The Swiss National Museum was thoroughly renovated and extended by Christ & Gantenbein, who won the international com- petition in 2002. The first phase of the old building's restoration and modernisation was completed in 2009.
Since its opening in 1898, the Swiss National Museum has neither been substantially renovated nor enlarged. In March 1994, the mu- seum was partially closed due to serious safety problems of the load bearing structure. Even after an emergency renovation, parts of the building remained inaccessible. Since the foundation of the museum a hundred years ago, the extension of the museum has been claimed and planned almost every decade, but never realized. Finally, in 2002, an international competition was initiated for the renovation and extension of the museum, which lead to the awarded project of Emanuel Christ and Christoph Gantenbein.
In August 2009 the first phase of the renovation was completed and the museum thus re-opened to the public with a permanent exhibi- tion. The extensive renovation work covered the statics, the increase of earthquake protection, the installation of fire preventions, the re- newal of technical installations as well as the improvement of the outer shell concerning energy efficiency. Some of the interior spaces of the building had been massively transformed throughout the dec- ades and are now being re-fashioned back into their original state. The aim was to add something fresh without overdoing the contrast between the old and the new. Elements in handcrafted style now enhance the interior, some of which were created with the help of computer-aided design (CAD) techniques. They act as a «creative reconstruction».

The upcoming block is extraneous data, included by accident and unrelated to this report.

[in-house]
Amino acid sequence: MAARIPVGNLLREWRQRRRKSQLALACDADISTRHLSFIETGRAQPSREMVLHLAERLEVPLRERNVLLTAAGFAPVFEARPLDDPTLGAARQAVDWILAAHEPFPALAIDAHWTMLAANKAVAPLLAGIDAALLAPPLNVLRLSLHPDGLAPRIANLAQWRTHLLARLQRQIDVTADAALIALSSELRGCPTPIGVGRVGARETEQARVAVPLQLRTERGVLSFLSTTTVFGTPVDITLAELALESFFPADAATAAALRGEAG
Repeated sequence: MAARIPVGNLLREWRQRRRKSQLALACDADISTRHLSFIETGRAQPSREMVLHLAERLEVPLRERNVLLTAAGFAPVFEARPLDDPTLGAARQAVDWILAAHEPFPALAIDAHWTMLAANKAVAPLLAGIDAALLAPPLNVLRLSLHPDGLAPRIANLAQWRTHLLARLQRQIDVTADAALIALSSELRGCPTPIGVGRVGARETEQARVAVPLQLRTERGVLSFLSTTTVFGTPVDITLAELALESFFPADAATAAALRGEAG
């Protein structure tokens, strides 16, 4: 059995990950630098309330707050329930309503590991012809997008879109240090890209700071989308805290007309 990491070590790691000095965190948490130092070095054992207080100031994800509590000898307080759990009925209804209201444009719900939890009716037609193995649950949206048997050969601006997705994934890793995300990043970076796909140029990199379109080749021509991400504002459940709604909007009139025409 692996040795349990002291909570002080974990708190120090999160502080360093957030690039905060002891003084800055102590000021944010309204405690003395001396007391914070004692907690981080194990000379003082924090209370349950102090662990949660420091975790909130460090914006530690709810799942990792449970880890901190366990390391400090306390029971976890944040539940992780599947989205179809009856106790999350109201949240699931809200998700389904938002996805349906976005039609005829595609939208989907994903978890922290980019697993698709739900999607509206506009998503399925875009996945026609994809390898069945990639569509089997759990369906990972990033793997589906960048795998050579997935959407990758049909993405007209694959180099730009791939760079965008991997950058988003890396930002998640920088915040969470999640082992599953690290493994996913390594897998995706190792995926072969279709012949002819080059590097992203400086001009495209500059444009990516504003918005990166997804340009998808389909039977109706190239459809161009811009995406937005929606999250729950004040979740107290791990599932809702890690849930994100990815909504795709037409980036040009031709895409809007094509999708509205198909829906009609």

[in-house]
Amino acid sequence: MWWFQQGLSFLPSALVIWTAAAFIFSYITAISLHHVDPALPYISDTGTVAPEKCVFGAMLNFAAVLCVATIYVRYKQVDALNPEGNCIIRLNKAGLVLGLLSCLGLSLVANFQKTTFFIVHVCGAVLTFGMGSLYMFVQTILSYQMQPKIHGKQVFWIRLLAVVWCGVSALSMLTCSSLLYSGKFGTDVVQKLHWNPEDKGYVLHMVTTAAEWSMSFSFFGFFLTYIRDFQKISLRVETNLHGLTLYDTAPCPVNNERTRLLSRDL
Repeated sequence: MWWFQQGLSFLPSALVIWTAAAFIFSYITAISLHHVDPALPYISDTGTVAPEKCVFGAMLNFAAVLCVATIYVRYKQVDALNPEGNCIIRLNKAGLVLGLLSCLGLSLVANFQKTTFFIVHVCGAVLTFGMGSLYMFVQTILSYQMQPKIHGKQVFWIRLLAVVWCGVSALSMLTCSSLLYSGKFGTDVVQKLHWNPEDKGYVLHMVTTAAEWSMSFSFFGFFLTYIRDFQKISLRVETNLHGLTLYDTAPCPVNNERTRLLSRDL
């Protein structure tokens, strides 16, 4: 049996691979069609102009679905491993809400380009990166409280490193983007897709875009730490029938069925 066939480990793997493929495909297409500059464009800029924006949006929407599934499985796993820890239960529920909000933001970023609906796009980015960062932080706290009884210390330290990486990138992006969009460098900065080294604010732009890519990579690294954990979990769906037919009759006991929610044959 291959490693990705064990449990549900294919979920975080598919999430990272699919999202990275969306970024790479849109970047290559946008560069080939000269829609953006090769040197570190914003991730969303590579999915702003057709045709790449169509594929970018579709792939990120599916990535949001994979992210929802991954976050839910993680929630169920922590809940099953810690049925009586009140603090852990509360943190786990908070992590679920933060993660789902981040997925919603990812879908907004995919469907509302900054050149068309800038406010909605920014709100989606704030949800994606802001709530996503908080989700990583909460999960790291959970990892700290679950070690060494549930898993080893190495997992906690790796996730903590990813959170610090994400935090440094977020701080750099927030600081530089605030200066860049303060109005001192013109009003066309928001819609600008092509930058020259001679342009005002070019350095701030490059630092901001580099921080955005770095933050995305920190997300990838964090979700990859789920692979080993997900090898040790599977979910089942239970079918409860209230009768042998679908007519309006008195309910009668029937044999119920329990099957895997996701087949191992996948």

For two years, until 2007, reconstruction measures have been accomplished in the basement floor: the ceilings of the ground floor were bolstered up with an arched ceiling concreted from below. This increased the load and the earthquake protection at the same time and fulfilled the conditions of fire protection. An energy conduit subway now supplies water, electricity and heating for the whole building. The most extensive intervention was the replacement of the arched slab between the ground floor and the hall of fame («Ruhmeshalle»). The porous, non armoured slag concrete ceiling has been pulled down carefully. The abrasion had to be observed to avoid damages at the original frescos in the hall. The old ceiling design was then transferred to a new concrete floor which matches the original ceil- ing geometrically. To improve the fire protection, besides a new emergency staircase, new fire protection doors were invented: within the spatial and historic context four massive oak wood fire doors were built. The origin of their crimped surface is a floral pattern, a thistle blossom, which was transmitted into a 3D-model and then transcribed by a CNC milling machine.
The museum is to be expanded and thus enabled to show changing exhibitions dedicated to recent Swiss history. The new building, whose completion is planned for 2016, adds to the existing museum facility, and thus enables the visitors to take a round tour of both the old and new buildings. The extension recognizes the architectural themes of the older buildings and interprets these anew: the juxtapo- sition of different parts of the buildings, the roof landscape and the stone facades. Thus old and new communicate and together they form the new Swiss National Museum. A central motif of the exten- sion is the bridge which constitutes a spatial and visual relationship between the park and the museum building.
1st prize, competition, 2002
Construction (1st phase): 2003–2009
Gross floor area: 6,960 m2
Net floor area: 5,230 m2